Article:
Book Report: Great Presidential Wit by Bob Dole (2001)

This book collects some humorous anecdotes and quips from each president, ranked by how humorous the presidents were (according to Bob Dole, I guess) as well as the Al Gore and George W. Bush, who were running for President in the year in which the book was written.

Only a few of the anecdotes are truly examples of the President’s wit, and most of those come from recent presidents whose every utterance and quip lies either in archival television footage or in Presidential library complexes. Other anecdotes include amusing anecdotes about the President or the President’s family or insults and barbs directed at the President.

That said, it gives a little historical insight into the conditions of each President and his times and tribulations that everyone could probably use now and then. However, the arrangement of the Presidents not in historical order makes this a little more tricky to put into historical context. It also provides perspective into how vile politics has been throughout history. Somehow, in our current self-flagellating ways, we have forgotten this in a quest to be the worst ever at everything.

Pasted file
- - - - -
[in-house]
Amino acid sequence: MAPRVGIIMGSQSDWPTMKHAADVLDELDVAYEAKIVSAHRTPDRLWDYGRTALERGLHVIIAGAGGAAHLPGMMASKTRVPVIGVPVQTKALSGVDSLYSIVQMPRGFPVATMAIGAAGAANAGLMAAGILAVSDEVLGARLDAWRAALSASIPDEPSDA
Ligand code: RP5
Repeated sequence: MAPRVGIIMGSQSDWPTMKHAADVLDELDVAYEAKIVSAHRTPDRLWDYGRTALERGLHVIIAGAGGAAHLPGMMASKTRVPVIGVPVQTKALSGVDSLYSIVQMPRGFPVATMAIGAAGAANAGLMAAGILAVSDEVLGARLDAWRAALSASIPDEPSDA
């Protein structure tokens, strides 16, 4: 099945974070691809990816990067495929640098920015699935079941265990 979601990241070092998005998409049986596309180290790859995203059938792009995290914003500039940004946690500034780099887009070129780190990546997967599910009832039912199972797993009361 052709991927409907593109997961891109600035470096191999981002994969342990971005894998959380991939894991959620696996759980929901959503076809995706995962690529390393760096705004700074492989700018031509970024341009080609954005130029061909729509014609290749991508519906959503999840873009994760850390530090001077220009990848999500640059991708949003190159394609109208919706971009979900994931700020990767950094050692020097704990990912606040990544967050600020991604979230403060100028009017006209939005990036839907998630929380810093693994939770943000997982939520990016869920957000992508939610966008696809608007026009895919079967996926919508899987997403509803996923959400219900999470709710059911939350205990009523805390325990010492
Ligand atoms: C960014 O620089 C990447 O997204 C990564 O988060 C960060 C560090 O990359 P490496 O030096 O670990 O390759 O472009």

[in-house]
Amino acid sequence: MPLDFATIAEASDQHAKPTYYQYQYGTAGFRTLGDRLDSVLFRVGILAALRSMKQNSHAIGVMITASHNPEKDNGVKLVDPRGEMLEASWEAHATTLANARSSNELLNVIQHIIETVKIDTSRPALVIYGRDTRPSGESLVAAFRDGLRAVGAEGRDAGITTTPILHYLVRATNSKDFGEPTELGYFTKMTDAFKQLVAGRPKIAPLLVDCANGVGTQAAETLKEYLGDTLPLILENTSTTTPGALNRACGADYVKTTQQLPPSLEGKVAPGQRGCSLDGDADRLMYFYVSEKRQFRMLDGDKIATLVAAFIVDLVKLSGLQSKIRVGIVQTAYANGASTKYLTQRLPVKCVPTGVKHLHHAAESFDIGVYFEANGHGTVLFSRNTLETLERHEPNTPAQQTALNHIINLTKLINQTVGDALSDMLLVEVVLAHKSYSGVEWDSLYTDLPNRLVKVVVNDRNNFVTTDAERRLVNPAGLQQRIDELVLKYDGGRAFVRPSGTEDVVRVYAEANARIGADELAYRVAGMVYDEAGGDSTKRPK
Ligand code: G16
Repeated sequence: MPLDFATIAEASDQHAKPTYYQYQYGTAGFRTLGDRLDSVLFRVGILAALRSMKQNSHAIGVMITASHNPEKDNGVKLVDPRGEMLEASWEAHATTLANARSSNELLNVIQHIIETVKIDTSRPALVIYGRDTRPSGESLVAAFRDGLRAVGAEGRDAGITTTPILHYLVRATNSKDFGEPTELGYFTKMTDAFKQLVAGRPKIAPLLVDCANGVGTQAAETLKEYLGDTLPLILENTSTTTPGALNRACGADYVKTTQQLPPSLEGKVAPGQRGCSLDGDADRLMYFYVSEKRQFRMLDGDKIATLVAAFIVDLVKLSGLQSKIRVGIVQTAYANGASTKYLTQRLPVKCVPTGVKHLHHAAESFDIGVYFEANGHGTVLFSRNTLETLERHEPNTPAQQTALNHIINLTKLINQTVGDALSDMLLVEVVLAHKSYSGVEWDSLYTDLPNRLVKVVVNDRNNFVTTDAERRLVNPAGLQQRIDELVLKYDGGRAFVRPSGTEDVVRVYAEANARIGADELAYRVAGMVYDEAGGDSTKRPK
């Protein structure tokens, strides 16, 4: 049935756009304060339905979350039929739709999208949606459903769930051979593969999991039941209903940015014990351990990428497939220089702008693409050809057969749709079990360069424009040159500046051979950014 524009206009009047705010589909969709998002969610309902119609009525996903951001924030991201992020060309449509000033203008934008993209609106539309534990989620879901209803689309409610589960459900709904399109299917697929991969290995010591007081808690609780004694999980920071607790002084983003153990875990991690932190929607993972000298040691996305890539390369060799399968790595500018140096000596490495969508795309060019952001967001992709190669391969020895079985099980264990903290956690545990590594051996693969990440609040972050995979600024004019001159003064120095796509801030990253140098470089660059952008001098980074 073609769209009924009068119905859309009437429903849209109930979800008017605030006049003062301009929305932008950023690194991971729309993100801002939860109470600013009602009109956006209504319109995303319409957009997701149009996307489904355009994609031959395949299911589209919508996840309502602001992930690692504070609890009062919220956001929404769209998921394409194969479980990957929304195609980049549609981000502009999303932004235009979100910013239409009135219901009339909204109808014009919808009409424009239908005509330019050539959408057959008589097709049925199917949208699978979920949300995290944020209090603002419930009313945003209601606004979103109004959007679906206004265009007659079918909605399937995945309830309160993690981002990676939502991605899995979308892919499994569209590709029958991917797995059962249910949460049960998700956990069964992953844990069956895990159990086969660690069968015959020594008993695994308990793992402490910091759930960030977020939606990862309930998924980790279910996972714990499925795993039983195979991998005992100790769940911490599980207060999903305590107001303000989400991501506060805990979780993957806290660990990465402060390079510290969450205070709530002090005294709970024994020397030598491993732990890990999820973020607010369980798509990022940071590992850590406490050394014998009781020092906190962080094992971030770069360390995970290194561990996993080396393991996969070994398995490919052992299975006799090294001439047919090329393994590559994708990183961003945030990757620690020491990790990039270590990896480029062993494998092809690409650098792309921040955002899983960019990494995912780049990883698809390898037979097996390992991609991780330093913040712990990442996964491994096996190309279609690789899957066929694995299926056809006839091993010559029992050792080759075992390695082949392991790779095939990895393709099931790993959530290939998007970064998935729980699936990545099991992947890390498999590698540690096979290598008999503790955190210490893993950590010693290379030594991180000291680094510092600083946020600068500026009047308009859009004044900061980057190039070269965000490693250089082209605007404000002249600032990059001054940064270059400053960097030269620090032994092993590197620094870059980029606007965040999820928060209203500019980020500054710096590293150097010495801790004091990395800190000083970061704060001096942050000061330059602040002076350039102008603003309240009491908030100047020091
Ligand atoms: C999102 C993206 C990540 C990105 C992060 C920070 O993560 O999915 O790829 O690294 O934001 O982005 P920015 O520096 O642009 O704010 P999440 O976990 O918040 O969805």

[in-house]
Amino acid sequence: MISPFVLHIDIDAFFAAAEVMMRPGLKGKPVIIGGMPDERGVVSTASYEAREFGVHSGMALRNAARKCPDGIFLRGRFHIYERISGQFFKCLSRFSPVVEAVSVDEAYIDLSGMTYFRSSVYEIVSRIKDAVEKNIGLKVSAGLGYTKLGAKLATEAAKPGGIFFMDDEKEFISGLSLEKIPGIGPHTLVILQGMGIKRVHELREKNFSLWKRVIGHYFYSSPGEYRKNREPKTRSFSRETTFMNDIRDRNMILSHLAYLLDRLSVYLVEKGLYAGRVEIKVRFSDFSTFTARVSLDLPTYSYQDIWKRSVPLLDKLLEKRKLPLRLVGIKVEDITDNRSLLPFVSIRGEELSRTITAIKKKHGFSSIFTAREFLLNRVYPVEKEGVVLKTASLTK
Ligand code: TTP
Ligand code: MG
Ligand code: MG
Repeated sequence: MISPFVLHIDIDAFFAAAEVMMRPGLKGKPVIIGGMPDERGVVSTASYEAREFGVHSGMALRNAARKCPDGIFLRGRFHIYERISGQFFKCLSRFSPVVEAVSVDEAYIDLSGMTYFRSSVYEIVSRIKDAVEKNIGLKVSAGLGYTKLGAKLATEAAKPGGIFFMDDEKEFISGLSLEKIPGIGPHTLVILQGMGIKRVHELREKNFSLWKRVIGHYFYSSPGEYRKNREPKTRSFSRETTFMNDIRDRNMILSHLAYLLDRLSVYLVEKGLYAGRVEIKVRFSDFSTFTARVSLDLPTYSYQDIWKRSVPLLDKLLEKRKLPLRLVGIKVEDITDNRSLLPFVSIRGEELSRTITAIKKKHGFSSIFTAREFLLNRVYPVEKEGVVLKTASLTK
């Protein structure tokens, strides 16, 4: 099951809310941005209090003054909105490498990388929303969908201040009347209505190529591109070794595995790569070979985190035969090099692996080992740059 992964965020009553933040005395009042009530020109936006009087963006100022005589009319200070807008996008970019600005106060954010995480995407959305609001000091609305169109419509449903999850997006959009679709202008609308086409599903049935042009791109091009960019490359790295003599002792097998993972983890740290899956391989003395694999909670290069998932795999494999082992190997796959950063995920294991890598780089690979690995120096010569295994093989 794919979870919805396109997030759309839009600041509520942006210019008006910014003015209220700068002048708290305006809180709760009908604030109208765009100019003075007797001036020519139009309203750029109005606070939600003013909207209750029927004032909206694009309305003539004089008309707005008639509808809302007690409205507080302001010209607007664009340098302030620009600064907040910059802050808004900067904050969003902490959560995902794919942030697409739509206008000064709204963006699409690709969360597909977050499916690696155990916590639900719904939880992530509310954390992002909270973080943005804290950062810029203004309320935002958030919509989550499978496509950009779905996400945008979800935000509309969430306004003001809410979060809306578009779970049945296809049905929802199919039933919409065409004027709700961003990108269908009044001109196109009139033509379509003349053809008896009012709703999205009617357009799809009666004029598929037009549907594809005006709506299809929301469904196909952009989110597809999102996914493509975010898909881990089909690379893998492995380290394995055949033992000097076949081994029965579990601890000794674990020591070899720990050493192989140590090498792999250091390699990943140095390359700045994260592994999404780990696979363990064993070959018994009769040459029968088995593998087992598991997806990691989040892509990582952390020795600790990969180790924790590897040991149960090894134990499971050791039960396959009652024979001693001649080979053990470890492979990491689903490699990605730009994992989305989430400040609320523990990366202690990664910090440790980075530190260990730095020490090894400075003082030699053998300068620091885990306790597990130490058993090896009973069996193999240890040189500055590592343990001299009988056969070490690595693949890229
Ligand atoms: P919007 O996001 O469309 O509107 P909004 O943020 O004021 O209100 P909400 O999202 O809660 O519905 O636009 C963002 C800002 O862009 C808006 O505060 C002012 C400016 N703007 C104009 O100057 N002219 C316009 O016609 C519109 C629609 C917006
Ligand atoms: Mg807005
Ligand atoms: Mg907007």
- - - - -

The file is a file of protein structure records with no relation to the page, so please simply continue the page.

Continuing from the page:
And as every one of these books leads to Jeopardy!, reading this book let me question the answer “This US President’s son died as a pilot in World War I.” So I got to impress my wife anyway.

A good little read.

Books mentioned in this review:

4 thoughts on “Book Report: Great Presidential Wit by Bob Dole (2001)

  1. Me, specifically.

    I was seven years old and on a family trip to DC. Tourists were allowed to sit quietly in the Senate galleries for ten minutes at a time. But the chamber was designed before modern acoustics, so instead of carrying sound from the well to the galleries, it carried sound from the galleries to the well. So it was absolutely critical to remain silent while in the galleries.

    Alas, I was seven, and rambunctious at the time even by my lofty standards, and was not quiet. So Senator Dole, who was giving a floor speech at the time in a nearly-empty chamber stopped, turned, and glared up at the gallery where my family sat. He said “Will someone get that kid to shut up?!”

    It was my one brush with political fame.

    But it might not be the last. Perhaps the Brian J. Noggle political star will rise. And years from now, people will confront me and say, “Hey! You used to be a regular at Noggle’s blog!” And I’ll say, “No, I never knew him!”

    During the impeachment proceedings, I may have to fess up, but otherwise, I’ll disappear, like eighteen minutes of audio tape.

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